“O, Tom, aw’ve hurt mi leg—aw cannot bide to goa any farther; tha’d better leave me, for aw’m sure we’st be too lat.”
“Happen net—tha’ll be better in a bit,—put thi arm raand mi shoulder, tha’rt nobbut leet; aw could ommost hug thi if it worn’t soa slippy. Sup o’ this tea, si thee, it’s warm yet, an’ then tha’ll feel better: an’ if we are a bit too lat, aw should think they’ll let us in this mornin’.”
Susy drank of the tea, and, revived by its warmth, she made another attempt to pursue her way. But it was slow work; Tom did his best to help her, and tried to cheer her as well as he could, though now an’ then a tear fell silently from his eyes, for his little fingers were numbed with cold, and he felt the rain had already penetrated to his skin, and the dreadful prospect of being late, and having to remain in the cold for two hours, was in itself sufficient to strike dread into the heart of one older and stronger than he. Even the watchman as he passed, turned his light upon them for a moment, and sighed. It was no business of his,—but under his waterproof cape there beat a father’s heart, and he murmured as he paced the solitary street, “Thank God, they arn’t mine.”
But we must leave them to pursue as best they can, their miserable way, whilst we return to have a glance at the occupants of the cottage from which we saw them start. It is a one storied building, with but one room and a small out-kitchen; in one corner is a bed, on which is laid a pale, emaciated young man, to all appearance not yet thirty years of age: he is asleep, but from the quick short breath, it is not difficult to infer that his best days are over. In another corner, a number of boxes are arranged so as to extemporize a bed, now unoccupied, but from which the two little factory-workers have but lately arisen. A jug of herb tea is on the table. The fire is very low, and the light from it is only sufficient to render all indistinctly visible. In a chair opposite is a young woman with such a mournful, careworn face, that a glance inspires you with sorrow; and from a bundle of clothes on her knee issues the fretful wail of a restless child. The monotonous tick of an old clock is the only sound, saving the longdrawn sigh of that young mother, or the quick, hollow breathing of the sleeping man. Now and then the wind whistles more shrilly through the crevices of the door, and the rain beats with greater force against the little window. The mother draws still nearer to the few red embers, and turns a timid glance to the window and then to the bed: another sigh, and then the overburdened heart overflows at her eyes, and the large bright drops fall quickly on that dearly loved infant.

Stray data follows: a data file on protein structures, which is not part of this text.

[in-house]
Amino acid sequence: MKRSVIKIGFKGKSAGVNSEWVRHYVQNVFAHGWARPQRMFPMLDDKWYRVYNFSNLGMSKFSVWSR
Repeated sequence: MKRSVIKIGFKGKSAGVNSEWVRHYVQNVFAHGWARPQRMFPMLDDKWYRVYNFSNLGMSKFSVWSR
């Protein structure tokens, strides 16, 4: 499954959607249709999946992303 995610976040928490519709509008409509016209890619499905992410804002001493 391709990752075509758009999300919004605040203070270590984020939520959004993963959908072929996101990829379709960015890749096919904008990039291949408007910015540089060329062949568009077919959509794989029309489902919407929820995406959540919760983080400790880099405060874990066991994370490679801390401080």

The church clock chimes a quarter after six—this rouses the mother once more to set aside her own griefs; the wind still howls, and the rain beats with unabated fury against the glass: her thoughts are of those little ones, and a tremor passes over her as she fears lest they should be shut out. The man moves wearily in his bed, and opening his eyes, he looks towards his wife. She is at his side in an instant.